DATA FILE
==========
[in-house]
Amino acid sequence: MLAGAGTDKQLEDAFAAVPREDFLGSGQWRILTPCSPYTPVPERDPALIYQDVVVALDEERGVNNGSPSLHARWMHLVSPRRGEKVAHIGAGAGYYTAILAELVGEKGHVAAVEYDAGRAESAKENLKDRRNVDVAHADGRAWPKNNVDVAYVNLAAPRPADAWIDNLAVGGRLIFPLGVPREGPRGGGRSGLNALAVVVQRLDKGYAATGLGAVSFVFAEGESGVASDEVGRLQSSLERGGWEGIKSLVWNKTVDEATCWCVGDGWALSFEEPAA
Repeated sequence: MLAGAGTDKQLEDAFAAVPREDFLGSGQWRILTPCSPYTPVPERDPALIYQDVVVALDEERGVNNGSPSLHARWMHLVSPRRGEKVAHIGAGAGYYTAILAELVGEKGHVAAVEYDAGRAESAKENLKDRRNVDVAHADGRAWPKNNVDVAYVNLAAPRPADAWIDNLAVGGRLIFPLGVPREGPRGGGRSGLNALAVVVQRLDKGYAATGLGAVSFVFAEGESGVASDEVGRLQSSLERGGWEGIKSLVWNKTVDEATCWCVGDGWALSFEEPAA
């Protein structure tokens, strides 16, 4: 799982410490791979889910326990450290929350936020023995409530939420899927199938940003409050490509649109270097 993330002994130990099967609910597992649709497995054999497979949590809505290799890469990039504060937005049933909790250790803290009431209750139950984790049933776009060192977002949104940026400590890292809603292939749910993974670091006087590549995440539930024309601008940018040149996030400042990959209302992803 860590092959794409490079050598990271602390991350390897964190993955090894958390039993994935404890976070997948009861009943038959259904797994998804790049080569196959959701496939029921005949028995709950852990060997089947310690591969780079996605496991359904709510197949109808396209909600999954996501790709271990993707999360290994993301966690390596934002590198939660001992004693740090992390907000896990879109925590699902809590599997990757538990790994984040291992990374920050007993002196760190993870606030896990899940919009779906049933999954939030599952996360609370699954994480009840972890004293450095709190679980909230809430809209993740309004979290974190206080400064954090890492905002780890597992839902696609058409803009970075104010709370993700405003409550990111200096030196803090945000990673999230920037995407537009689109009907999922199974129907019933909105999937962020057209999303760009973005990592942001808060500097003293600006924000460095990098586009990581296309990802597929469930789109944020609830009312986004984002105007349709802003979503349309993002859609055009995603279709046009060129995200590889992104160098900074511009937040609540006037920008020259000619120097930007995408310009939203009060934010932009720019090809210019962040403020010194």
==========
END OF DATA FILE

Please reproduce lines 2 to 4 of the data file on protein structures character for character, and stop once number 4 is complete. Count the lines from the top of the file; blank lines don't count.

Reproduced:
Amino acid sequence: MLAGAGTDKQLEDAFAAVPREDFLGSGQWRILTPCSPYTPVPERDPALIYQDVVVALDEERGVNNGSPSLHARWMHLVSPRRGEKVAHIGAGAGYYTAILAELVGEKGHVAAVEYDAGRAESAKENLKDRRNVDVAHADGRAWPKNNVDVAYVNLAAPRPADAWIDNLAVGGRLIFPLGVPREGPRGGGRSGLNALAVVVQRLDKGYAATGLGAVSFVFAEGESGVASDEVGRLQSSLERGGWEGIKSLVWNKTVDEATCWCVGDGWALSFEEPAA
Repeated sequence: MLAGAGTDKQLEDAFAAVPREDFLGSGQWRILTPCSPYTPVPERDPALIYQDVVVALDEERGVNNGSPSLHARWMHLVSPRRGEKVAHIGAGAGYYTAILAELVGEKGHVAAVEYDAGRAESAKENLKDRRNVDVAHADGRAWPKNNVDVAYVNLAAPRPADAWIDNLAVGGRLIFPLGVPREGPRGGGRSGLNALAVVVQRLDKGYAATGLGAVSFVFAEGESGVASDEVGRLQSSLERGGWEGIKSLVWNKTVDEATCWCVGDGWALSFEEPAA
């Protein structure tokens, strides 16, 4: 799982410490791979889910326990450290929350936020023995409530939420899927199938940003409050490509649109270097 993330002994130990099967609910597992649709497995054999497979949590809505290799890469990039504060937005049933909790250790803290009431209750139950984790049933776009060192977002949104940026400590890292809603292939749910993974670091006087590549995440539930024309601008940018040149996030400042990959209302992803 860590092959794409490079050598990271602390991350390897964190993955090894958390039993994935404890976070997948009861009943038959259904797994998804790049080569196959959701496939029921005949028995709950852990060997089947310690591969780079996605496991359904709510197949109808396209909600999954996501790709271990993707999360290994993301966690390596934002590198939660001992004693740090992390907000896990879109925590699902809590599997990757538990790994984040291992990374920050007993002196760190993870606030896990899940919009779906049933999954939030599952996360609370699954994480009840972890004293450095709190679980909230809430809209993740309004979290974190206080400064954090890492905002780890597992839902696609058409803009970075104010709370993700405003409550990111200096030196803090945000990673999230920037995407537009689109009907999922199974129907019933909105999937962020057209999303760009973005990592942001808060500097003293600006924000460095990098586009990581296309990802597929469930789109944020609830009312986004984002105007349709802003979503349309993002859609055009995603279709046009060129995200590889992104160098900074511009937040609540006037920008020259000619120097930007995408310009939203009060934010932009720019090809210019962040403020010194």